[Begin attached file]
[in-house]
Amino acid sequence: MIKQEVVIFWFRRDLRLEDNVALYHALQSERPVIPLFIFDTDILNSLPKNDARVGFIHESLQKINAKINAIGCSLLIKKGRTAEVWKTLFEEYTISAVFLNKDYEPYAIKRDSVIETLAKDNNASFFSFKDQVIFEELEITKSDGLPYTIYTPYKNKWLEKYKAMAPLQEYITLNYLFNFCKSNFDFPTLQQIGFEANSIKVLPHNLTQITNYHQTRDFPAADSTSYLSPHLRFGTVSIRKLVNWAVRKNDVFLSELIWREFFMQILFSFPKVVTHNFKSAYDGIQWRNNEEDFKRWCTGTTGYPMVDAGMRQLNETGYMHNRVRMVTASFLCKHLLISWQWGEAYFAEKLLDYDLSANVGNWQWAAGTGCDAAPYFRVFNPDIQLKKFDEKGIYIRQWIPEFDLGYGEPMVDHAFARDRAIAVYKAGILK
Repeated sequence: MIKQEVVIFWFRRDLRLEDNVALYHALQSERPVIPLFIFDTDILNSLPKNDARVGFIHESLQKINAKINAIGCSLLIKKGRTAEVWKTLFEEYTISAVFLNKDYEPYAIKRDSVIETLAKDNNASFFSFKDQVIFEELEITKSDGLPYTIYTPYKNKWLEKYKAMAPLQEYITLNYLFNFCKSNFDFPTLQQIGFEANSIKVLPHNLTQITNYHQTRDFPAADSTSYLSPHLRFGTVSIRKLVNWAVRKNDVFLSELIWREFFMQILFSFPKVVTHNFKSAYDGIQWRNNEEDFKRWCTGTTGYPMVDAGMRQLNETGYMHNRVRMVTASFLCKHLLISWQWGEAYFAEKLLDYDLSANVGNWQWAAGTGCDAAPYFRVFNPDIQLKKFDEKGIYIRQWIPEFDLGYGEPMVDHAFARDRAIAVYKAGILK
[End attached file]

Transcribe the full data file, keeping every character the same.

[in-house]
Amino acid sequence: MIKQEVVIFWFRRDLRLEDNVALYHALQSERPVIPLFIFDTDILNSLPKNDARVGFIHESLQKINAKINAIGCSLLIKKGRTAEVWKTLFEEYTISAVFLNKDYEPYAIKRDSVIETLAKDNNASFFSFKDQVIFEELEITKSDGLPYTIYTPYKNKWLEKYKAMAPLQEYITLNYLFNFCKSNFDFPTLQQIGFEANSIKVLPHNLTQITNYHQTRDFPAADSTSYLSPHLRFGTVSIRKLVNWAVRKNDVFLSELIWREFFMQILFSFPKVVTHNFKSAYDGIQWRNNEEDFKRWCTGTTGYPMVDAGMRQLNETGYMHNRVRMVTASFLCKHLLISWQWGEAYFAEKLLDYDLSANVGNWQWAAGTGCDAAPYFRVFNPDIQLKKFDEKGIYIRQWIPEFDLGYGEPMVDHAFARDRAIAVYKAGILK
Repeated sequence: MIKQEVVIFWFRRDLRLEDNVALYHALQSERPVIPLFIFDTDILNSLPKNDARVGFIHESLQKINAKINAIGCSLLIKKGRTAEVWKTLFEEYTISAVFLNKDYEPYAIKRDSVIETLAKDNNASFFSFKDQVIFEELEITKSDGLPYTIYTPYKNKWLEKYKAMAPLQEYITLNYLFNFCKSNFDFPTLQQIGFEANSIKVLPHNLTQITNYHQTRDFPAADSTSYLSPHLRFGTVSIRKLVNWAVRKNDVFLSELIWREFFMQILFSFPKVVTHNFKSAYDGIQWRNNEEDFKRWCTGTTGYPMVDAGMRQLNETGYMHNRVRMVTASFLCKHLLISWQWGEAYFAEKLLDYDLSANVGNWQWAAGTGCDAAPYFRVFNPDIQLKKFDEKGIYIRQWIPEFDLGYGEPMVDHAFARDRAIAVYKAGILK